The compositions listed in paragraph 21 was tested in an animal model study Study design: Healthy female mice were divided into three groups of 40 mice each (Group A: Control group, Group B: Administered test formulation 1, Group C: Administered Test Formulation 2). Each group was divided into four sub-groups of ten mice each. The segregation was random.

Group B received formulation 1 suspended in 0.5% Carboxymethyl cellulose (CMC) 250 mg/kg body weight along with normal diet.

Group C received Test formulation 2 suspended in 0.5% CMC-90 mg/kg body weight along with normal diet.

The groups were further divided into three sub-groups each. One sub-group from each group was randomly selected to determine blood lipid profile (Total cholesterol, HDL cholesterol and triglycerides). The remaining sub-groups from each group were analyzed at 4 week intervals for blood lipid profiles (4 weeks, 8 weeks, 12 weeks).

Results:

Throughout the experimental period of twelve weeks all the animals tolerated the treatment well. They did not show any change in behavior in feeding, drinking or grooming. They remained alert and were responsive to external stimuli. All the animals survived during the course of treatment.

Statistical analysis of the data presented in FIGS. 1-4 revealed the following:

a) Both Formulation 1 and Formulation 2 are effective in favorably influencing blood lipid levels in experimental animals.

b) Periodical analysis through 4, 8 and 12 weeks using inter-group controls indicates that during the first 4 weeks of treatment, formulation 1 has better efficacy in lowering triglycerides, LDL-C, total cholesterol and in increasing HDL-C.

c) At the end of the eighth week, the trend continued as above.

d) At the end of 12 weeks however, formulation 2 was found to more efficaciously reduce total cholesterol and LDL-C as compared to formulation 1. The values of the other parameters were more or less identical for both formulations.

Based on these results, the long term efficacy in lowering total cholesterol and LDL-C of formulation 2 is superior to that of formulation 1. Also formulation 2 efficaciously lowers total cholesterol and LDL-C and raises HDL-C at a lower dose as compared to formulation 1. The dose of formulation 2 needed is 2.8 times lower than that of formulation 1.

EXAMPLE 3

Evaluation of The safety and efficacy of synergistic compositions of natural compounds and nutritional ingredients in supporting healthy blood lipid levels and cardiovascular health and wellness in human subjects:

A formulation was prepared by dispersing potentially effective amounts of coconut protein, plant based antioxidant and anti-inflammatory compounds, a bioavailable form of nutritional selenium, policosanol, and a natural bioavailability enhancer, in a pharmaceutically acceptable carrier. A suitable oral dosage form was prepared.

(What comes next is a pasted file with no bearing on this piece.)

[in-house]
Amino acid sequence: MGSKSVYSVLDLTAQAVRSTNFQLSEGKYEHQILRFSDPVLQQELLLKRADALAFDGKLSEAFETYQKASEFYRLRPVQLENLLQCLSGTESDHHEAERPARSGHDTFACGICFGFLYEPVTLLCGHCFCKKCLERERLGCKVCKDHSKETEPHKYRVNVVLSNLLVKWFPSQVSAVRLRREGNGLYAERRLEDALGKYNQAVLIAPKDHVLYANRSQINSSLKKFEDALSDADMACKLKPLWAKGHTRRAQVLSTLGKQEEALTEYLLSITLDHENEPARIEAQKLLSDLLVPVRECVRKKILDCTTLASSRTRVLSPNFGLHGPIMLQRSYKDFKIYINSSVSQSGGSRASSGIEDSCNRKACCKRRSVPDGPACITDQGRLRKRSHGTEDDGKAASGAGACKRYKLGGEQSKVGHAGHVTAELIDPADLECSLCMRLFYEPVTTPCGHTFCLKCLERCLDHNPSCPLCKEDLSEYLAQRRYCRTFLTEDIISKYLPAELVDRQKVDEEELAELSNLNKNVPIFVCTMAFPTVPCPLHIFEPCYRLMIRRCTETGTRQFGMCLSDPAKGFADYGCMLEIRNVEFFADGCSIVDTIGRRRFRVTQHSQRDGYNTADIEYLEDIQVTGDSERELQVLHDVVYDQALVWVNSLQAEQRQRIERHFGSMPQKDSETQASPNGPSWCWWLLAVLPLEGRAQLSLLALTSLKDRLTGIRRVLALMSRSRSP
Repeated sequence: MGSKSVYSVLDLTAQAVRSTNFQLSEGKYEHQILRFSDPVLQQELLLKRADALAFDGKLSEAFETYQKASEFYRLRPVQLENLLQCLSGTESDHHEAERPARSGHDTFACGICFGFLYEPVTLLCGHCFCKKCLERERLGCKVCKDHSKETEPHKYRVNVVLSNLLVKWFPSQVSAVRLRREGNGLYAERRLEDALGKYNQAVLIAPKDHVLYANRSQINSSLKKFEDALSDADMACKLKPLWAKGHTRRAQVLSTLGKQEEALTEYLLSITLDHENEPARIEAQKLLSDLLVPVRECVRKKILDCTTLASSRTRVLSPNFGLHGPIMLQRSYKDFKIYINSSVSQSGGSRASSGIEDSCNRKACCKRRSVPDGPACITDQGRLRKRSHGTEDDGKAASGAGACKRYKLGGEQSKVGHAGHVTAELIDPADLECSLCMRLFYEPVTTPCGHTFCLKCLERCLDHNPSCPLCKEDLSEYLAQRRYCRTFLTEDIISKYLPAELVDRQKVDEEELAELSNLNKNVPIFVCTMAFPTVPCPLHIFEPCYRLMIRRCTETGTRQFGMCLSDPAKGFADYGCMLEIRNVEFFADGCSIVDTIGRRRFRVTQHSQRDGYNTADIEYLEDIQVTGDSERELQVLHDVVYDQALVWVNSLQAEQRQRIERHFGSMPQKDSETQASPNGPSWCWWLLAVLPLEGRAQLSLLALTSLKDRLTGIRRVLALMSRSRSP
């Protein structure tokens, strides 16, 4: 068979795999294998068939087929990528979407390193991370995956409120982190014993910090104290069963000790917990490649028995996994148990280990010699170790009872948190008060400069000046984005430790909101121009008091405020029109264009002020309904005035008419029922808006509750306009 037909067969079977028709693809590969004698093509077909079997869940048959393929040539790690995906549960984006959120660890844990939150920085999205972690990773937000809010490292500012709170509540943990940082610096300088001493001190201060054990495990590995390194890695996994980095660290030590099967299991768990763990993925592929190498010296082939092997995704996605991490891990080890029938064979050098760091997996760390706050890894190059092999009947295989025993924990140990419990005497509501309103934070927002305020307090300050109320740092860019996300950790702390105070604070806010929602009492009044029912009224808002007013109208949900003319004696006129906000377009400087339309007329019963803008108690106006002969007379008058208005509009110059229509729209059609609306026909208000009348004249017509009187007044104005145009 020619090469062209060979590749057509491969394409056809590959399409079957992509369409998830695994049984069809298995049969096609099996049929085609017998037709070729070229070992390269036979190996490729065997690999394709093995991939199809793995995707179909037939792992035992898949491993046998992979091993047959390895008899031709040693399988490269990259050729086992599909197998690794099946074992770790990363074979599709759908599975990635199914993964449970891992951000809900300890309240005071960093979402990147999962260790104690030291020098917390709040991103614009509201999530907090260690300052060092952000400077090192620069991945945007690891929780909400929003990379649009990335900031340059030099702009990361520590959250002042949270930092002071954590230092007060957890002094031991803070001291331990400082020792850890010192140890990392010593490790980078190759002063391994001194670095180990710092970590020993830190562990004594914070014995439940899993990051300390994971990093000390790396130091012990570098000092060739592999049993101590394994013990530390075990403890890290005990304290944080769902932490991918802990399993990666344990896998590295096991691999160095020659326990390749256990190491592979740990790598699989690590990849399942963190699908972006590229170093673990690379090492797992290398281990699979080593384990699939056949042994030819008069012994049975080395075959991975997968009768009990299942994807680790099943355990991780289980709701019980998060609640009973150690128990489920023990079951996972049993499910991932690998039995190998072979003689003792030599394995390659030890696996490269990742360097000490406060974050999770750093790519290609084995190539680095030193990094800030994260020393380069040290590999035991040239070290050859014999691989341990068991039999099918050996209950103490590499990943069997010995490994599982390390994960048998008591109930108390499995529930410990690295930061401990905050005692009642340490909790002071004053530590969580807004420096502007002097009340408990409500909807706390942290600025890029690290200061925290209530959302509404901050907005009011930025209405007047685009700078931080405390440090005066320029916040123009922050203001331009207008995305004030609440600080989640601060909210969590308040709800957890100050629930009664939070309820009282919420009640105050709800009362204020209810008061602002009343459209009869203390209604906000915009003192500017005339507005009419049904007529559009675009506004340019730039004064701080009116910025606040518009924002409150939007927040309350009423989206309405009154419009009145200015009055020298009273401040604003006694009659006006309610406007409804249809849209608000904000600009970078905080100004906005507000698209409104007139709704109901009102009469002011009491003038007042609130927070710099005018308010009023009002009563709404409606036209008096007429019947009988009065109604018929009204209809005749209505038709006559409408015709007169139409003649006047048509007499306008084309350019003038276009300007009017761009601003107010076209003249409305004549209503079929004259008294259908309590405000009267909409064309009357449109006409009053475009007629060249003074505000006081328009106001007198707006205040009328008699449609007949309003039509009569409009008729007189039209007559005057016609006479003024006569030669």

Active IngredientAmount/dose
Coconut protein400mg
Curcuminoids (from Curcuma longa roots)50mg
Acetyl-11-keto-beta-boswellic acid50mg
Gamma-glutamylmethylselenocysteine200mcg
Policosanol5mg
Black pepper Extract (Bioperine (RTM of5mg
Sabinsa Corporation New Jersey, USA)
standardized to contain 95% to 98% piperine)

9 individuals (8 males and 1 female) 25 to 55 years of age with total cholesterol levels at baseline ranging from 168 mg/dL to 251 mg/dL participated in the study. The study examined total cholesterol, HDL cholesterol, triglycerides, LDL cholesterol, VLDL cholesterol. Lipoprotein (a), malondialdehyde (a marker of oxidative stress), and C-reactive protein levels (high sensitivity C-reactive protein) in these subjects before treatment, and after 34, 68 days of treatment with 2 tablets/day of the composition

Blood samples were taken at Day 0, Day 34, and Day 68 and evaluated for blood lipid profile and inflammatory markers.

Total cholesterol levels decreased from baseline levels after treatment in all volunteers. The percentage reduction ranged from 10% to 40%. HDL-C levels increased in 7 out of 9 volunteers. The percentage increase from baseline was 1% to 10%. The levels of triglycerides decreased after treatment by 7% to 45% from baseline levels, LDL-C levels decreased from 10% to 45% and VLDL levels decreased by 7% to 45%.

Mean levels of the inflammatory marker C-reactive protein (hsCRP) and malondialdehyde were reduced from baseline levels after 68 days of treatment. The reduction in hsCRP was from an initial value of 1.0±0.5 mg/dL to 0.7±0.3 mg/dL. Malondialdehyde levels decreased from an initial value of 1.2±0.5 mg/dL to 0.7±0.3 mg/dL. Lipoprotein (a). (Lp (a)) levels were reduced by a mean of 5% from the pre-treatment levels.